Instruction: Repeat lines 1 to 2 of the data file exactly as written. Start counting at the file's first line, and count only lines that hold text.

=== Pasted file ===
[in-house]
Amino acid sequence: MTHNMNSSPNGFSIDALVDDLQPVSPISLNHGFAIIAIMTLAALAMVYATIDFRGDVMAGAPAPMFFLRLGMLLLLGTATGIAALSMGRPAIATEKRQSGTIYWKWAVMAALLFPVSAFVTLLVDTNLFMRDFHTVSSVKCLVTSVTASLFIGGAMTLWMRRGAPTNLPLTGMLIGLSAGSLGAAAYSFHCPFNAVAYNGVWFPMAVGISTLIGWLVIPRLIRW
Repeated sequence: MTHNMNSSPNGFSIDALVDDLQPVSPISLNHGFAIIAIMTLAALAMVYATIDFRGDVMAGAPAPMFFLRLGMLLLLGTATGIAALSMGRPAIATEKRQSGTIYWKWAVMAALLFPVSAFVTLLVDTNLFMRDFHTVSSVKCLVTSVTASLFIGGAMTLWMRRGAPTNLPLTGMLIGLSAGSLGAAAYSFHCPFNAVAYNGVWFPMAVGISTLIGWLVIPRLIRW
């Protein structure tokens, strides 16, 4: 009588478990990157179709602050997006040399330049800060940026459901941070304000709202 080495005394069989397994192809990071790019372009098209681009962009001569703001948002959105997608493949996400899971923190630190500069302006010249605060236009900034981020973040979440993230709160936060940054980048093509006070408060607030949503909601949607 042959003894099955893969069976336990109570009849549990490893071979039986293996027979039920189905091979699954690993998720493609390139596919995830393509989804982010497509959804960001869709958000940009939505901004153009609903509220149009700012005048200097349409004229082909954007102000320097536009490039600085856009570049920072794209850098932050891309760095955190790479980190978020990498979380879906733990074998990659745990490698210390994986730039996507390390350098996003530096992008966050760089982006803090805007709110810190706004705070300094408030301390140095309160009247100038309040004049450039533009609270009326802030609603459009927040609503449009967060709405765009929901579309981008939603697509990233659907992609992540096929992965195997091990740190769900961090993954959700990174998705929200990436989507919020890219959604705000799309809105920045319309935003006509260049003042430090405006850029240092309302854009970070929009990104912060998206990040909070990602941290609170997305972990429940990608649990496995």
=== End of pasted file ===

[in-house]
Amino acid sequence: MTHNMNSSPNGFSIDALVDDLQPVSPISLNHGFAIIAIMTLAALAMVYATIDFRGDVMAGAPAPMFFLRLGMLLLLGTATGIAALSMGRPAIATEKRQSGTIYWKWAVMAALLFPVSAFVTLLVDTNLFMRDFHTVSSVKCLVTSVTASLFIGGAMTLWMRRGAPTNLPLTGMLIGLSAGSLGAAAYSFHCPFNAVAYNGVWFPMAVGISTLIGWLVIPRLIRW